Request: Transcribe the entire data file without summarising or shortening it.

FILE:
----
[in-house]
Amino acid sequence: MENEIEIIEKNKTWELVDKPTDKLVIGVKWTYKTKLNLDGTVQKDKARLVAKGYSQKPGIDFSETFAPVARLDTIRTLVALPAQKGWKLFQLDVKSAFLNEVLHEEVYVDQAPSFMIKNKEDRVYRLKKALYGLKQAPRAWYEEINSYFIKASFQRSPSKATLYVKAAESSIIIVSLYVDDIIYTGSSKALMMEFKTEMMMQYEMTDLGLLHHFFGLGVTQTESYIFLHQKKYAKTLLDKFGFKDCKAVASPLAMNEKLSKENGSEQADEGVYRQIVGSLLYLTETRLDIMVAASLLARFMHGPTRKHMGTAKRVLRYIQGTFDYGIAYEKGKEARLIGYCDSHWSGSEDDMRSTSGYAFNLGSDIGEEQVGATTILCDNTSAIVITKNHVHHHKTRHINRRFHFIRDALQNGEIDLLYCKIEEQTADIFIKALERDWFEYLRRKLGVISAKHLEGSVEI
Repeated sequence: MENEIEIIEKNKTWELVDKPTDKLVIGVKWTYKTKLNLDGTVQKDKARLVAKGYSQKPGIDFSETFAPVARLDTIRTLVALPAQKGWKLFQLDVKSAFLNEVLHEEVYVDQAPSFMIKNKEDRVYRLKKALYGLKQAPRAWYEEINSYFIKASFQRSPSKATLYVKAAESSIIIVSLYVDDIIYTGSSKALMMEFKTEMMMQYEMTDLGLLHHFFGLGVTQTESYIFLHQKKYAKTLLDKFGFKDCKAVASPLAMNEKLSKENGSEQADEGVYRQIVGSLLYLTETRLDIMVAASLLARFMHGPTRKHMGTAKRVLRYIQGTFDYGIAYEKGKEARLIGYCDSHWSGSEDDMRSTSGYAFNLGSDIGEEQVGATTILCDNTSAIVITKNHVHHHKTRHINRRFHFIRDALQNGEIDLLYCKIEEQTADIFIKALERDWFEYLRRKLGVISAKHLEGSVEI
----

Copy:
[in-house]
Amino acid sequence: MENEIEIIEKNKTWELVDKPTDKLVIGVKWTYKTKLNLDGTVQKDKARLVAKGYSQKPGIDFSETFAPVARLDTIRTLVALPAQKGWKLFQLDVKSAFLNEVLHEEVYVDQAPSFMIKNKEDRVYRLKKALYGLKQAPRAWYEEINSYFIKASFQRSPSKATLYVKAAESSIIIVSLYVDDIIYTGSSKALMMEFKTEMMMQYEMTDLGLLHHFFGLGVTQTESYIFLHQKKYAKTLLDKFGFKDCKAVASPLAMNEKLSKENGSEQADEGVYRQIVGSLLYLTETRLDIMVAASLLARFMHGPTRKHMGTAKRVLRYIQGTFDYGIAYEKGKEARLIGYCDSHWSGSEDDMRSTSGYAFNLGSDIGEEQVGATTILCDNTSAIVITKNHVHHHKTRHINRRFHFIRDALQNGEIDLLYCKIEEQTADIFIKALERDWFEYLRRKLGVISAKHLEGSVEI
Repeated sequence: MENEIEIIEKNKTWELVDKPTDKLVIGVKWTYKTKLNLDGTVQKDKARLVAKGYSQKPGIDFSETFAPVARLDTIRTLVALPAQKGWKLFQLDVKSAFLNEVLHEEVYVDQAPSFMIKNKEDRVYRLKKALYGLKQAPRAWYEEINSYFIKASFQRSPSKATLYVKAAESSIIIVSLYVDDIIYTGSSKALMMEFKTEMMMQYEMTDLGLLHHFFGLGVTQTESYIFLHQKKYAKTLLDKFGFKDCKAVASPLAMNEKLSKENGSEQADEGVYRQIVGSLLYLTETRLDIMVAASLLARFMHGPTRKHMGTAKRVLRYIQGTFDYGIAYEKGKEARLIGYCDSHWSGSEDDMRSTSGYAFNLGSDIGEEQVGATTILCDNTSAIVITKNHVHHHKTRHINRRFHFIRDALQNGEIDLLYCKIEEQTADIFIKALERDWFEYLRRKLGVISAKHLEGSVEI